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Coronavirus Vaccine

  • Since March 13, 2020, when Gov. Jim Justice announced that all K-12 schools would close due to the looming coronavirus pandemic, West Virginia’s education system has been climbing a steep hill to get kids back on track. West Virginia Public Broadcasting’s new summer-long series, “Closing the COVID Gap,” will explore this challenging road ahead for educators, students and families as they work together to close the learning gap created by the pandemic.
  • Youth in West Virginia ages 12-15 may soon have access to the Pfizer vaccine. The company is waiting on the federal Food and Drug Administration (FDA) to approve the use of its vaccine in this age group.
  • On this West Virginia Morning, we look at new and growing collegiate recovery programs for students struggling with substance use disorder. Also, we have updates on the COVID-19 vaccine, school bus replacements, and a story about the 50th anniversary of the Twenty-sixth Amendment to the U.S. Constitution in West Virginia.
  • On this West Virginia Morning, we explore how the New River Gorge becoming a national park is expected to bring in more visitors. Also, we have a report on the impacts of the latest census in West Virginia, an update on COVID-19 vaccinations, and a conversation with a Charleston native who visited every national park in the country.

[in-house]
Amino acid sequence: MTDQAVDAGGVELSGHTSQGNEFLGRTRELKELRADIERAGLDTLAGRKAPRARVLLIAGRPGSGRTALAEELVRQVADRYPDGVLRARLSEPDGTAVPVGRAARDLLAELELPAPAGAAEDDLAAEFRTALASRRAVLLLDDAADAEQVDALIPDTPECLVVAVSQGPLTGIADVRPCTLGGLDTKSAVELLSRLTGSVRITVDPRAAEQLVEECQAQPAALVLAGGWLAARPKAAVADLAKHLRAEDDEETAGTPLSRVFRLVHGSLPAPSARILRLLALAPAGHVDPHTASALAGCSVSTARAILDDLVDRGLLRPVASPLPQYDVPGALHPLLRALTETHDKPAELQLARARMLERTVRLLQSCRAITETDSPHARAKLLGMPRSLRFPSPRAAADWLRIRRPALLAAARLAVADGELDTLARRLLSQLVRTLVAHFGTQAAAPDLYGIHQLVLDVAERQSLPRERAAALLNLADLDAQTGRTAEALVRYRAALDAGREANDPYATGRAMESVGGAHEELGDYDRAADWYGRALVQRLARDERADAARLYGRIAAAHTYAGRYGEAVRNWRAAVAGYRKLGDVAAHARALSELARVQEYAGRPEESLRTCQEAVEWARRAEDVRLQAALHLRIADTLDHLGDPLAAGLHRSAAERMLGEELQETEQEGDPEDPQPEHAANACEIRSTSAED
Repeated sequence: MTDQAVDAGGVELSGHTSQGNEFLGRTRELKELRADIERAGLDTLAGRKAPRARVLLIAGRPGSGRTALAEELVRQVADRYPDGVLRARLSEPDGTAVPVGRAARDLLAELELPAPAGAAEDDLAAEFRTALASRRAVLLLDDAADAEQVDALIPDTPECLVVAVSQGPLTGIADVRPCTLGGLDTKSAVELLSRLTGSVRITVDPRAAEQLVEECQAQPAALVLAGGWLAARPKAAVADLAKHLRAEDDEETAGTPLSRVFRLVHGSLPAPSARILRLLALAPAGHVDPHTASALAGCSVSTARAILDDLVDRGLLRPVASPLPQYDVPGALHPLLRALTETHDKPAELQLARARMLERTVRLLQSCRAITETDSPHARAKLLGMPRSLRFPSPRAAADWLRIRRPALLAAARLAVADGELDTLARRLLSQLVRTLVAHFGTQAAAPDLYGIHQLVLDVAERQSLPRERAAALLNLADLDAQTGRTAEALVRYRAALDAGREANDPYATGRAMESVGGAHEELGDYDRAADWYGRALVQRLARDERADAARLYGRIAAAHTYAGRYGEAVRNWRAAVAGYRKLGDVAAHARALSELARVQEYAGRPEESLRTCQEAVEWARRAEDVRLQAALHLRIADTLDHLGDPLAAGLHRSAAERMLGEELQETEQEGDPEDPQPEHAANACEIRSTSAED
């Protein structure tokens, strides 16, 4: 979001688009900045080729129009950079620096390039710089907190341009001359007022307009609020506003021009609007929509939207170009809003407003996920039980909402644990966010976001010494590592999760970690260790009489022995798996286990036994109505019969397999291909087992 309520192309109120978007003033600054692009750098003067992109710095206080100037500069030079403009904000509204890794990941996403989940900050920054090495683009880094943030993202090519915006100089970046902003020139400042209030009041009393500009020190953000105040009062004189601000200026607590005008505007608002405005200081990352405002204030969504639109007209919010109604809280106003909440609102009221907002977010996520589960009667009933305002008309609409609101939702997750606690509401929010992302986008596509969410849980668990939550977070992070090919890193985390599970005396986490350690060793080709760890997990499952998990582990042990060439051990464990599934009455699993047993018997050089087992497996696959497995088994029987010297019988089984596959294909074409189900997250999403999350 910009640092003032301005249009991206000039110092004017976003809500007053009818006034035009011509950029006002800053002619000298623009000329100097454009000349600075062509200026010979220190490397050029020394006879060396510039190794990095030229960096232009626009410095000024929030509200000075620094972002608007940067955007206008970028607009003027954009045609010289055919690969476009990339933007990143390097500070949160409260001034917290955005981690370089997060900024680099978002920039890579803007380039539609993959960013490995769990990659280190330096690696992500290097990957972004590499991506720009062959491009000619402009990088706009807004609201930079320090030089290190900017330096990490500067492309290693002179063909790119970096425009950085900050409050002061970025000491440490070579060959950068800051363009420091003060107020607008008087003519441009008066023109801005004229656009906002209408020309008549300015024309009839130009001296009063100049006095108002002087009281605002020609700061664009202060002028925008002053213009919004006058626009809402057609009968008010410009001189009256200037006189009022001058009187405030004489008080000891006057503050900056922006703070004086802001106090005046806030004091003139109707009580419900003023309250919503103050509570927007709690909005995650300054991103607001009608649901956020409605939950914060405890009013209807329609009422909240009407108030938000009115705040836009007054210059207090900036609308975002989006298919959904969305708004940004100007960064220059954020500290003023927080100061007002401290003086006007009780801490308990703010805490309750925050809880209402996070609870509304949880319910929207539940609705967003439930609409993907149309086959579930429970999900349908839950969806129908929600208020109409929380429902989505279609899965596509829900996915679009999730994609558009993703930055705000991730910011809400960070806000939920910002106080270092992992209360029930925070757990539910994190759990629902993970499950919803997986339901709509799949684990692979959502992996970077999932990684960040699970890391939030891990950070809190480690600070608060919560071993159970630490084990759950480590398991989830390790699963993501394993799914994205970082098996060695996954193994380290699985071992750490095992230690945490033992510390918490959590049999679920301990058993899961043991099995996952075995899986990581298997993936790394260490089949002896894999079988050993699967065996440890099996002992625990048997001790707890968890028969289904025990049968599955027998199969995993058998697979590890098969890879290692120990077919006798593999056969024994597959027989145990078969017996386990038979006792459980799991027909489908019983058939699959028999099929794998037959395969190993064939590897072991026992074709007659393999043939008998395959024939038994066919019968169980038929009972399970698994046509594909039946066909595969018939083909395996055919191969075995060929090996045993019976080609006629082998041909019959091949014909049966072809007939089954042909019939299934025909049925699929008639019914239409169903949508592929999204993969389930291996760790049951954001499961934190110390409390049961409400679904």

• On this West Virginia Morning, this summer marks the 100th anniversary of the Battle of Blair Mountain — the largest armed uprising in America since the Civil War, and a major event in West Virginia history. Also, we have a report on the demand for the COVID-19 vaccine and a story on Sen. Joe Manchin’s influence on energy policy.
  • On this West Virginia Morning, we bring you three stories about the live-saving COVID-19 vaccines. First, our health reporter June Leffler speaks with infectious disease experts who say the vaccines are safe. Then, we bring you two stories about vaccine hesitancy: how vaccine hesitancy is hindering the vaccination campaign in the Ohio Valley and how Virginia Tech researchers are tackling misinformation.
  • On this West Virginia Morning, the Food and Drug Administration approved the Johnson and Johnson, one-shot vaccine for emergency use. Now, there are three different vaccines available in the United States. We hear about them from experts. Also, we hear about a group called Re-Imagine Appalachia, and we have a conversation with CBS News' Senior White House Correspondent and West Virginian Weijia Jiang.
  • How did West Virginia become one of the world's leaders in delivering COVID-19 vaccines? One piece of the story starts with a striking photograph in the local paper.
  • Three cases of the COVID-19 variant B.1.1.7, or commonly known as the UK Variant, have been detected in north central West Virginia, state health officials announced Friday evening.“While the presence of this COVID-19 variant in West Virginia is not surprising, it’s a good motivator for us to double down on the prevention efforts we’ve had in place for many months now,” said Dr. Ayne Amjad, West Virginia’s state health officer, in a statement Friday.
  • On this West Virginia Morning, West Virginia has been celebrated for its efficiency at distributing the coronavirus vaccine, but a local faith group is trying to make sure it is just as good at distributing vaccines to people of color. Also, in this show, we have updates from West Virginia’s statehouse, and we explore community revitalization during the pandemic.